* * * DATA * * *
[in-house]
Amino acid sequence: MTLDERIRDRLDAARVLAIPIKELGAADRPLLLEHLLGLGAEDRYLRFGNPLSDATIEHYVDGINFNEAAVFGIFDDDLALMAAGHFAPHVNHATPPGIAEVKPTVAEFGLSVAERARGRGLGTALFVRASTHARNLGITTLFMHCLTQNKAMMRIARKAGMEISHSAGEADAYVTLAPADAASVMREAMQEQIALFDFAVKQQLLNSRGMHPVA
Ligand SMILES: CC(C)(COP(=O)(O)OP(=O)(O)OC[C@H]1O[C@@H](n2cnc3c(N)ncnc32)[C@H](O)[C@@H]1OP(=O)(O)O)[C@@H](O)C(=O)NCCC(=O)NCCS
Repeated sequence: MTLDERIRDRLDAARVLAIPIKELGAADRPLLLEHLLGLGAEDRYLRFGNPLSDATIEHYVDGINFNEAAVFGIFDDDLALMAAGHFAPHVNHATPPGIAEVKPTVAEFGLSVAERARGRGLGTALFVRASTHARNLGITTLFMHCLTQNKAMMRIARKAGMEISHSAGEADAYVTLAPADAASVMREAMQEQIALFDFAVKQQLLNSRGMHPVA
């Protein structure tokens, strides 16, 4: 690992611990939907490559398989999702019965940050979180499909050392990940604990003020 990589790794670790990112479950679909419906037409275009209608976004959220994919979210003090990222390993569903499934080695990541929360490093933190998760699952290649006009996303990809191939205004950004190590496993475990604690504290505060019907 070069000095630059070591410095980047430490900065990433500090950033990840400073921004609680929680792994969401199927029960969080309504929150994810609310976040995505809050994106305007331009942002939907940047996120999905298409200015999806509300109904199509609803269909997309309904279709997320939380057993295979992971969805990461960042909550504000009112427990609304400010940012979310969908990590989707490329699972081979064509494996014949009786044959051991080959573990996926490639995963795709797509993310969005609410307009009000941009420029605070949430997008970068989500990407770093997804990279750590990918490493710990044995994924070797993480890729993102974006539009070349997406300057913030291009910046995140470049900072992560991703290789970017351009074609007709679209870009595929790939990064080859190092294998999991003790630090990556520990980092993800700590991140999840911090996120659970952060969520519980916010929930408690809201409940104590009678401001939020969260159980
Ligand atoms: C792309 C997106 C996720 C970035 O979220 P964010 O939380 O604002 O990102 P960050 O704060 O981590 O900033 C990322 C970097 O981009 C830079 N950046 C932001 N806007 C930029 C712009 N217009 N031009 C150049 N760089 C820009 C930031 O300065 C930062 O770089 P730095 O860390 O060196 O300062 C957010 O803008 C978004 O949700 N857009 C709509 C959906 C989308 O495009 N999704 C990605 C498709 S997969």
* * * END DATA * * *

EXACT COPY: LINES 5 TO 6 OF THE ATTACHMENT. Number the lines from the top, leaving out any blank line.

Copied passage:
């Protein structure tokens, strides 16, 4: 690992611990939907490559398989999702019965940050979180499909050392990940604990003020 990589790794670790990112479950679909419906037409275009209608976004959220994919979210003090990222390993569903499934080695990541929360490093933190998760699952290649006009996303990809191939205004950004190590496993475990604690504290505060019907 070069000095630059070591410095980047430490900065990433500090950033990840400073921004609680929680792994969401199927029960969080309504929150994810609310976040995505809050994106305007331009942002939907940047996120999905298409200015999806509300109904199509609803269909997309309904279709997320939380057993295979992971969805990461960042909550504000009112427990609304400010940012979310969908990590989707490329699972081979064509494996014949009786044959051991080959573990996926490639995963795709797509993310969005609410307009009000941009420029605070949430997008970068989500990407770093997804990279750590990918490493710990044995994924070797993480890729993102974006539009070349997406300057913030291009910046995140470049900072992560991703290789970017351009074609007709679209870009595929790939990064080859190092294998999991003790630090990556520990980092993800700590991140999840911090996120659970952060969520519980916010929930408690809201409940104590009678401001939020969260159980
Ligand atoms: C792309 C997106 C996720 C970035 O979220 P964010 O939380 O604002 O990102 P960050 O704060 O981590 O900033 C990322 C970097 O981009 C830079 N950046 C932001 N806007 C930029 C712009 N217009 N031009 C150049 N760089 C820009 C930031 O300065 C930062 O770089 P730095 O860390 O060196 O300062 C957010 O803008 C978004 O949700 N857009 C709509 C959906 C989308 O495009 N999704 C990605 C498709 S997969």